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  • noun

Synonyms for lamenter

a person who is feeling grief (as grieving over someone who has died)

References in periodicals archive ?
Aside from Frank Meyer, himself a former high-ranking American communist who plumped for a unifying "fusionism" to bridge the gaps between traditionalists and libertarians, not much in the way of even libertarian sympathies dwelled among the early National Review team of Burnham, Whittaker Chambers (another former Communist and lamenter of Western decline, most famous for fingering Alger Hiss as a fellow spy for the Russians), Willmoore Kendall (a Yale political science professor of Buckley's), and Russell Kirk (the supertraditionalist author of 1953's The Conservative Mind).
Des clubs ont fait de bonnes affaires mais d'autres peuvent se lamenter sur leur sort.
described liminal rites as mainly centred on the individual, it must be noted that a significant role in lamenting as a performance is, at least in a funeral or commemoration situation, played by the community as the audience whose presence and existence the lamenter consciously takes into account.
As in the Late Period lament cited earlier, at the death of her husband, the lamenter traditionally would sing "a lament for the self.
Through the labor of lament, energy is activated in the lamenter in ways that can go undetected or be distorted in consciousness.
Ce qui ne l'a pas empeche de se lamenter du retour tardif a l'entraEnement, Coupe du monde 2010 oblige, de ses huit internationaux allemands et trois neerlandais.
Its okay to buy "miracle" creams, but don't become a slave to consumerism and a lamenter of your lost youth.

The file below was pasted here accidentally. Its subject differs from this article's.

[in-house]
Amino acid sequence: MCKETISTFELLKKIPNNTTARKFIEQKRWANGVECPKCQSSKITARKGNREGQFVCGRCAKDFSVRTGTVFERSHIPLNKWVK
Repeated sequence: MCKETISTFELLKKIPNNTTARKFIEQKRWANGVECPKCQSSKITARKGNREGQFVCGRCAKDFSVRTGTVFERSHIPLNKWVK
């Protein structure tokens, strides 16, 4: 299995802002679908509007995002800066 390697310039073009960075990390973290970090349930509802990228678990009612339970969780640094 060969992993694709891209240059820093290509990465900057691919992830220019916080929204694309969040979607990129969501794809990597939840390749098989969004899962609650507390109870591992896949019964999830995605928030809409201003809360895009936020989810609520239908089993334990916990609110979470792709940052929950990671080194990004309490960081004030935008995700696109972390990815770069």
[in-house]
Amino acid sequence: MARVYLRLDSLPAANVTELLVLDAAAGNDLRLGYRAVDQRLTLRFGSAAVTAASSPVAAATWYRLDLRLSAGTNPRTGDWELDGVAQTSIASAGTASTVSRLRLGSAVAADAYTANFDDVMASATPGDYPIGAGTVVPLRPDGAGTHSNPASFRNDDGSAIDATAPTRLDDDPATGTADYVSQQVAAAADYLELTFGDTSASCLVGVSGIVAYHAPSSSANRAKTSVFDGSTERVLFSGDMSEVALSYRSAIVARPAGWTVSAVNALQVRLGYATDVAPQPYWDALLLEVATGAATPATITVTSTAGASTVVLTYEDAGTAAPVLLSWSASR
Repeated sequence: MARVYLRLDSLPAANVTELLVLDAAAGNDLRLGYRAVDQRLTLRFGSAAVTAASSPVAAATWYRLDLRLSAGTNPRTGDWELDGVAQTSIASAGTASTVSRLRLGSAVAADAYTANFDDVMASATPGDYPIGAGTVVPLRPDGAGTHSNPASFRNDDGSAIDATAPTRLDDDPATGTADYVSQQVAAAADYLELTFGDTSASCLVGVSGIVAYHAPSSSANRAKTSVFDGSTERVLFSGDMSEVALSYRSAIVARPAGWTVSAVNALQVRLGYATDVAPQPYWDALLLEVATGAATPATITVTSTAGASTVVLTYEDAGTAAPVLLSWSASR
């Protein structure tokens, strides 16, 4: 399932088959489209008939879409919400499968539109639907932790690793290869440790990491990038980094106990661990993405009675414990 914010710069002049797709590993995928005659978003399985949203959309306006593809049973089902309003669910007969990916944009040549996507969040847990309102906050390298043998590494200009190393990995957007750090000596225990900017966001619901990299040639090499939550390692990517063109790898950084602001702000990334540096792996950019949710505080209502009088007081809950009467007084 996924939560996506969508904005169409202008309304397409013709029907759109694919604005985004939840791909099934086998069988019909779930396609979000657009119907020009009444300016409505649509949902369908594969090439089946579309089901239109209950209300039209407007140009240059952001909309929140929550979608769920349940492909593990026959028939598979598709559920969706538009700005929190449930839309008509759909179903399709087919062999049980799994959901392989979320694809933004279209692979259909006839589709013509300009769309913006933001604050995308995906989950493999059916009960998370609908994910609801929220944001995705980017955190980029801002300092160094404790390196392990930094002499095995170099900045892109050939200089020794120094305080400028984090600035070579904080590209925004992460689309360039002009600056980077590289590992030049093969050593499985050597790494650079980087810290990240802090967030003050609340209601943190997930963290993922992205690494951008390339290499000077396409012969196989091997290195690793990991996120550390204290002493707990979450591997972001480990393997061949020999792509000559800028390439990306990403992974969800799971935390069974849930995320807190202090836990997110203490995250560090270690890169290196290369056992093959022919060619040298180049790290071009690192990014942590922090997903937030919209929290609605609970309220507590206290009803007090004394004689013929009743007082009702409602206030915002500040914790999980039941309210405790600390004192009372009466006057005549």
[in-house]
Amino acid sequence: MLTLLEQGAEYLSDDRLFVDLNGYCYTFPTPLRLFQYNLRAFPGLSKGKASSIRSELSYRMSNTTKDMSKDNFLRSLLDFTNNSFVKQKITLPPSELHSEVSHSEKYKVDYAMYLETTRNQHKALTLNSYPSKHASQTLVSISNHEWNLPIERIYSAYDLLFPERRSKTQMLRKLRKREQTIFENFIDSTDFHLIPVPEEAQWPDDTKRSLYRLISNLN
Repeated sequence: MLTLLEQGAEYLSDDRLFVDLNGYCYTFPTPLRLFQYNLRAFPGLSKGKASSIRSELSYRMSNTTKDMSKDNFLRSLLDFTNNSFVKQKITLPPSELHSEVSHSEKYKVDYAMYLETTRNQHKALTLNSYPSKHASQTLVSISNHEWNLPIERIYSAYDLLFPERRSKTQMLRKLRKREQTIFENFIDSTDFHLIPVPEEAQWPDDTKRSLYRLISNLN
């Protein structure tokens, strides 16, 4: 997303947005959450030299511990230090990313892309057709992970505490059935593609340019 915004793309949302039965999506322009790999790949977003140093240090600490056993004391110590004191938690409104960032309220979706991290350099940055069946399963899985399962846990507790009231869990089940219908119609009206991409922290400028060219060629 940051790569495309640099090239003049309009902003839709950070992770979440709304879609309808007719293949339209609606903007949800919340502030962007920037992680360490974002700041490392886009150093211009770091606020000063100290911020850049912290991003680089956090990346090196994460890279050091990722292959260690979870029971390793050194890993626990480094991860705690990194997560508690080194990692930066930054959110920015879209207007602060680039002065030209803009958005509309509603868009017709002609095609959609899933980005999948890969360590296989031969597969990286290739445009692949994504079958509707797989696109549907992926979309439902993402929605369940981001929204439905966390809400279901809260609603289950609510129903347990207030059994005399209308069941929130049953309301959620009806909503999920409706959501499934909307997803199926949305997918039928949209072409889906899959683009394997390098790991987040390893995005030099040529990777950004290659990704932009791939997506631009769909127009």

Decu par l'issue finale de la partie, l'entraEneur du Nasria estime qu'il ne faut pas se lamenter qu'il faut continuer a travailler.
Kortner, "Une raison pour feter et non se lamenter," pp.
These lamenters typically decried the rationalizing ethos of Zivilisation (civilization) and Gesellschaft (society) that displaced a spiritually enriching Kultur (culture) and a spiritually binding Gemeinschaft (community).
Royal advisers--diviners, lamenters, and exorcists--became the bearers of wisdom and antediluvian knowledge and the mediators between humans and gods.
in part because of lamenters like John Manley (in Cohen 2-3), or Michael Ignatieff (most operatically in Saunders), or via the allusive economies of Stephen Slemons trenchant and suggestive ESC essay on the prospects for comparative literature, "Lament for a Notion.
Who these modern lamenters are one would like to know.
5) But most of the contributors to Steve Bruce's valuable collection, Religion and Modernization: Historians and Sociologists Debate the Secularization Thesis, for example, are more lamenters than either triumphalists or neutral observers.
The combination of Handel's astonishingly vivid, pictorial score and the compelling, urgent account of it by Paul McCreesh's Gabrieli Consort and Players proved irresistible almost up to the final moment; it was only a maudlin sequence of numbers mourning the defunct Saul which allowed impatience to set in, and wonderment at the hypocrisy of those lamenters who had had so much for which to hate the psychotic ruler (perhaps there was an element of drumming up support for the Georgian monarchy here).